Assaying the anion profile of cement with IC

Anti-Corrosion Methods and Materials

ISSN: 0003-5599

Article publication date: 23 May 2008

Citation

(2008), "Assaying the anion profile of cement with IC", Anti-Corrosion Methods and Materials, Vol. 55 No. 3. https://doi.org/10.1108/acmm.2008.12855cab.005

Publisher

:

Emerald Group Publishing Limited

Copyright © 2008, Emerald Group Publishing Limited


Assaying the anion profile of cement with IC

Article Type: Methods From: Anti-Corrosion Methods and Materials, Volume 55, Issue 3.

The 850 professional ion chromatography (IC) range from Metrohm can be used to determine any conductive anion and cation in a variety of different everyday products. Concrete has many uses in life and IC is a technique that enables the concentration of fluoride, chloride, sulphate and phosphate of the materials being fed into the kiln (kiln feed, coal, alternative fuels, etc.) to be determined quickly and accurately before they are used to prevent further problems arising with the cement quality down the line. The characteristic of cement is that after it has been mixed with water it will set hard as rock and will bind any rock or mineral fragments mixed with it. Mortar is made from a mixture of sand and cement, and bonds together bricks in a wall.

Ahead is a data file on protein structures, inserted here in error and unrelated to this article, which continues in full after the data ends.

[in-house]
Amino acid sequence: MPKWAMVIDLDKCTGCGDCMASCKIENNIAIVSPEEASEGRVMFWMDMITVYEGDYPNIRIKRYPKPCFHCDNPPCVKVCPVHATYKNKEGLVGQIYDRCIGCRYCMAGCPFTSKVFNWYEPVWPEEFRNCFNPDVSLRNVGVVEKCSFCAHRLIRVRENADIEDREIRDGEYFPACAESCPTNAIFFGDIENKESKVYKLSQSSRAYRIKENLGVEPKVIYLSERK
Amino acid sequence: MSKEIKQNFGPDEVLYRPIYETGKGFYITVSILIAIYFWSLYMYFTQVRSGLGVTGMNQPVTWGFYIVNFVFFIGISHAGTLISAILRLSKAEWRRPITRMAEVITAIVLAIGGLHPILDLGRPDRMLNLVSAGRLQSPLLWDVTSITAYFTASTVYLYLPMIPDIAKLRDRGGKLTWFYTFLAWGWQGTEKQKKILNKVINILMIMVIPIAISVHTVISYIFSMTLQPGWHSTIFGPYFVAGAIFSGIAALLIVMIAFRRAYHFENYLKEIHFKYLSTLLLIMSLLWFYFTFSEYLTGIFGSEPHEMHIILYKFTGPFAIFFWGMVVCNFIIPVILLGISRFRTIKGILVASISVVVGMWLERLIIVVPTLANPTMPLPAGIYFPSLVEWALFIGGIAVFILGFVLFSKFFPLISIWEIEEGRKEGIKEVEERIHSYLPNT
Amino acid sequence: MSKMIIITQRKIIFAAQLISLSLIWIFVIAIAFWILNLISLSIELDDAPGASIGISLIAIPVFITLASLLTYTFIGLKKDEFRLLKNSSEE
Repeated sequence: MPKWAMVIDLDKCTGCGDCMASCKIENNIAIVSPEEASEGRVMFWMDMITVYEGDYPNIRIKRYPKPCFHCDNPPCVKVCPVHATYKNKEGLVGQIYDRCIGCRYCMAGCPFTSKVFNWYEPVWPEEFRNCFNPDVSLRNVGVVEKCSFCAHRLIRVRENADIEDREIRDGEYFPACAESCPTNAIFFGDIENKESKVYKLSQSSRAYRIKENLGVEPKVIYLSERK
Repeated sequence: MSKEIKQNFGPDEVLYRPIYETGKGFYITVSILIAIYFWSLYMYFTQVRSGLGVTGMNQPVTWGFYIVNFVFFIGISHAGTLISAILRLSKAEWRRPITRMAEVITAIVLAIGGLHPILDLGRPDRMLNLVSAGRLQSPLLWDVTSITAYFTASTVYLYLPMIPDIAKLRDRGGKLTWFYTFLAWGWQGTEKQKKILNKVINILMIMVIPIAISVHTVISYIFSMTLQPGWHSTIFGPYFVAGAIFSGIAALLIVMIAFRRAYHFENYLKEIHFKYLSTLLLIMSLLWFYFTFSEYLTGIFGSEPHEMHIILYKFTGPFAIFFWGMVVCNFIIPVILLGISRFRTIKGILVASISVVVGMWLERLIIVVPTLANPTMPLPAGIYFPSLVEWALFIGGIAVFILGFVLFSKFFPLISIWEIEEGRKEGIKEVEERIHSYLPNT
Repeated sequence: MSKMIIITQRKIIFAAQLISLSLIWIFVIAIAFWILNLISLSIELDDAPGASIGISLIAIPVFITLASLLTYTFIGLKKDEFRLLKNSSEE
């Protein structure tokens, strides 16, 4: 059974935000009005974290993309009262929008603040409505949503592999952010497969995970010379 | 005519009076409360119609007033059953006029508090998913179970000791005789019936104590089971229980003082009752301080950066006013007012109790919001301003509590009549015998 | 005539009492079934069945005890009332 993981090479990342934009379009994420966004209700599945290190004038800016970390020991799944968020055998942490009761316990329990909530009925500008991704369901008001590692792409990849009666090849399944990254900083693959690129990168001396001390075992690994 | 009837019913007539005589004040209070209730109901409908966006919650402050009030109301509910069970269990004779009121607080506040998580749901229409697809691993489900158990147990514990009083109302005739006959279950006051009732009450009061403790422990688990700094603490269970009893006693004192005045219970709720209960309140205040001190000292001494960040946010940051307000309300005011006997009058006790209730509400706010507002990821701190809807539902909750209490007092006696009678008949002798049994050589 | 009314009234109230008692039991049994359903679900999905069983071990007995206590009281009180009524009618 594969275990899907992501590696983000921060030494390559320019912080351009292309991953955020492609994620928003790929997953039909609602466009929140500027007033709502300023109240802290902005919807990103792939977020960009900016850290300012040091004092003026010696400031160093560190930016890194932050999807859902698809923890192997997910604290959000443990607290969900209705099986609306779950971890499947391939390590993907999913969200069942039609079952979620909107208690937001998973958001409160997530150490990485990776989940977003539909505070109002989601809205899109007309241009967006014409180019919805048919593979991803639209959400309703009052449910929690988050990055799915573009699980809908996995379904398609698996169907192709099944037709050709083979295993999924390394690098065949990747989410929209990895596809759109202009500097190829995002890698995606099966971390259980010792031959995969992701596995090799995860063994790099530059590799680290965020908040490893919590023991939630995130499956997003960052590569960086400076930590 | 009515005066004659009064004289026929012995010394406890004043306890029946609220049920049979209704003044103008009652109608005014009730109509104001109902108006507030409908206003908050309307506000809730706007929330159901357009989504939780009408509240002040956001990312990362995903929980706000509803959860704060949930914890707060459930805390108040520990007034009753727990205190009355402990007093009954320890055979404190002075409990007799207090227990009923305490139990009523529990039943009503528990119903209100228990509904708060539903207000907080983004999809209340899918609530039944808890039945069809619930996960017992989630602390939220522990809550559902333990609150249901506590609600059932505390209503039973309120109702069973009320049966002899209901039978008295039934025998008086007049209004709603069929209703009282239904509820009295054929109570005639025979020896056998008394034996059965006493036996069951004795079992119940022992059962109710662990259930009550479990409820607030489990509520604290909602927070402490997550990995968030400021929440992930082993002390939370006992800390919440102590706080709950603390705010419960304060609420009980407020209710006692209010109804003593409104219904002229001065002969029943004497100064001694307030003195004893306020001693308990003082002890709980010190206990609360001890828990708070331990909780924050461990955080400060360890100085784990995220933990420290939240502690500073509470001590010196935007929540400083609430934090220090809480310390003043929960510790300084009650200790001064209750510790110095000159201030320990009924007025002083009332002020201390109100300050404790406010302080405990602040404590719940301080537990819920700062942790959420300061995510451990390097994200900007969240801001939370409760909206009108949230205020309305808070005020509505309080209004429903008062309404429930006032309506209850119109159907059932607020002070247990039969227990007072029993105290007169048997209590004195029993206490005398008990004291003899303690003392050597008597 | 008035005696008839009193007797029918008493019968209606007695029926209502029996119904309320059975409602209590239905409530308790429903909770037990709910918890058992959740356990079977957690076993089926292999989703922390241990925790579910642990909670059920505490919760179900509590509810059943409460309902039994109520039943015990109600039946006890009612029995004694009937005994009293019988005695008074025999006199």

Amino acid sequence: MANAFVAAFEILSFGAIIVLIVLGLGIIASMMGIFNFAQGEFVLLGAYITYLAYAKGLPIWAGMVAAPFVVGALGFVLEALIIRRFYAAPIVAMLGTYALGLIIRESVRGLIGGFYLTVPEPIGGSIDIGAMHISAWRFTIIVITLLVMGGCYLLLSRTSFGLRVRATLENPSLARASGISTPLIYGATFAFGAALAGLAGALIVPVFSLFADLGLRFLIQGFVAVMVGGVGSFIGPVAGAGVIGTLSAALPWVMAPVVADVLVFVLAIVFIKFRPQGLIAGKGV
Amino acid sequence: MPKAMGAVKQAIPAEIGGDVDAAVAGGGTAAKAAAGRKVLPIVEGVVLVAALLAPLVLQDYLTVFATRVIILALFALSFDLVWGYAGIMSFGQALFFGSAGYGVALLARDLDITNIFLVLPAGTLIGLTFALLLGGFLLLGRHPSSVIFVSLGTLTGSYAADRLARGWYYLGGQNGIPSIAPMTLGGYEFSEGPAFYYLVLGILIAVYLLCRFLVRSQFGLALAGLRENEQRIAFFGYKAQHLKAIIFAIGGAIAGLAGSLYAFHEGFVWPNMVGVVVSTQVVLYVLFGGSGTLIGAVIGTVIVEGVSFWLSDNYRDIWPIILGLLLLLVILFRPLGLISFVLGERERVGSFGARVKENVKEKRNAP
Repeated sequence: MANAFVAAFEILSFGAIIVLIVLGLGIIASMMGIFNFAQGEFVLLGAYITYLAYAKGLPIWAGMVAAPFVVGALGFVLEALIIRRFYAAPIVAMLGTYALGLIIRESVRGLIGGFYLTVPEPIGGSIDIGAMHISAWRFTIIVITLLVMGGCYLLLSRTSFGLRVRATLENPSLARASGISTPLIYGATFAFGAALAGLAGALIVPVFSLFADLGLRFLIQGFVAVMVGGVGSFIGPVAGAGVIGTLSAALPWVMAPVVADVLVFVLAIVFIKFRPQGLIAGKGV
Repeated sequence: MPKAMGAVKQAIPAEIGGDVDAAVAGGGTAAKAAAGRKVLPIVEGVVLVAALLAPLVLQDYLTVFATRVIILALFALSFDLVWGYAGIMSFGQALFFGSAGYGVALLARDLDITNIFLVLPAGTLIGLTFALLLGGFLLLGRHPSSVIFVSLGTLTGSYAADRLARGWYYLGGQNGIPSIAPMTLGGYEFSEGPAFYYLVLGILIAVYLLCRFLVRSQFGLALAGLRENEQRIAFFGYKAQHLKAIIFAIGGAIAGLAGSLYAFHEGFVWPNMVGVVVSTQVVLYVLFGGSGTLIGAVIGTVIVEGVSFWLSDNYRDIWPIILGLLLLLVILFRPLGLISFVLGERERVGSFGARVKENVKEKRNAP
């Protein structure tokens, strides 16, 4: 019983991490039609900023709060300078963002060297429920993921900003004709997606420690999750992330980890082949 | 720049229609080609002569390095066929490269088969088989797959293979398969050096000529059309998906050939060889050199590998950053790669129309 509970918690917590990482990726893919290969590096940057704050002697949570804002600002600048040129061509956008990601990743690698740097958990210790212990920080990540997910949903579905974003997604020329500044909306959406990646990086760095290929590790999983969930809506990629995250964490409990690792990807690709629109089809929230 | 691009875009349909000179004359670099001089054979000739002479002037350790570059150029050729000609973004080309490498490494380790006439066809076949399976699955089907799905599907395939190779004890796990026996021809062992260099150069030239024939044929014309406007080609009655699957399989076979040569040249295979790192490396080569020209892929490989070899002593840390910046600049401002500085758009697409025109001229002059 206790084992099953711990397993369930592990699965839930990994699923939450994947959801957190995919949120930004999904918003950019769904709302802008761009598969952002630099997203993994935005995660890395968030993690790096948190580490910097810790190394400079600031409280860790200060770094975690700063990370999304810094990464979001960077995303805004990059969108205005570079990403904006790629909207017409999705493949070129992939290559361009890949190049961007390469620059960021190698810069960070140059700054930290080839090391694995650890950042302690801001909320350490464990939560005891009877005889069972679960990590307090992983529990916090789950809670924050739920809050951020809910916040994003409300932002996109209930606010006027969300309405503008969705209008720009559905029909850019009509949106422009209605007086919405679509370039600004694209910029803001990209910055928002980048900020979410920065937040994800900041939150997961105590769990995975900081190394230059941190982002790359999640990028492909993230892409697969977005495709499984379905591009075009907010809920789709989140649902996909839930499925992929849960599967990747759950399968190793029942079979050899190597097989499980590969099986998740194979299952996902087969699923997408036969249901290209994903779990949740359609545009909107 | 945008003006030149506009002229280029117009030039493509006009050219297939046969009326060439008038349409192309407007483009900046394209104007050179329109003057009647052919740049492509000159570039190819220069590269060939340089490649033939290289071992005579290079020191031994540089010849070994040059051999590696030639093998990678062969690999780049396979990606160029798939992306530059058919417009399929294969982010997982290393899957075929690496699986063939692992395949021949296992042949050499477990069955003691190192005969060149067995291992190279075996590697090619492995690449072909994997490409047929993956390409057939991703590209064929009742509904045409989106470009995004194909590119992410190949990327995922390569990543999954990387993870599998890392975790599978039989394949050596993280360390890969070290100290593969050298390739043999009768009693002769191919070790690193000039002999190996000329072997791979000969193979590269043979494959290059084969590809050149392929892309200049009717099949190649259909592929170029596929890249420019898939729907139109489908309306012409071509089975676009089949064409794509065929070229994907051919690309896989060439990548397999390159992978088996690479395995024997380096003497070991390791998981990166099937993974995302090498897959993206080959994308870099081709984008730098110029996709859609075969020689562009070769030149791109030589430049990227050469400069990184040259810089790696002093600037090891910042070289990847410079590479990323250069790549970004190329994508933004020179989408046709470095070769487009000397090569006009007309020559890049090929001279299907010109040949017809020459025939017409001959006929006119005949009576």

Most cement is mixed with both sand and aggregate to make concrete. The quality of the finished product cement is determined by the raw materials that are used to make cement's chemistry, and the process by which the chemistry is created in the kiln. Fluoride negatively impacts on cement quality; it affects the cement's strength and also the rate at which it sets, both of which are crucial factors.

Chlorine and sulphate are minor oxides in cement, coming from the raw materials used to make cement (limestone and shale) and the fuels that are used to power the kiln (e.g. car tyres or coal). These compounds negatively affect operation of the kiln and must therefore be tightly controlled. Chloride and sulfate are volatilised in the high temperatures of the kiln, and then blown by hot gases to the entrance of the kiln, where it is cooler, before they condense back into their original material.

The process occurs in cycles and leads to an accumulation of chlorine and sulfate that can cause great problems with kiln stability. Phosphate is a minor oxide that occurs in the raw materials used in the cement manufacturing process. Phosphate has a negative effect on cement resistance if it represents greater than 0.5 per cent total of the cement.

The 850 Professional IC and 858 Sample Processor are the result of more than 20 years of creative solutions through research and development to the field of IC and represent the third generation of IC instruments to come from Metrohm.

More information is available from www.metrohm.com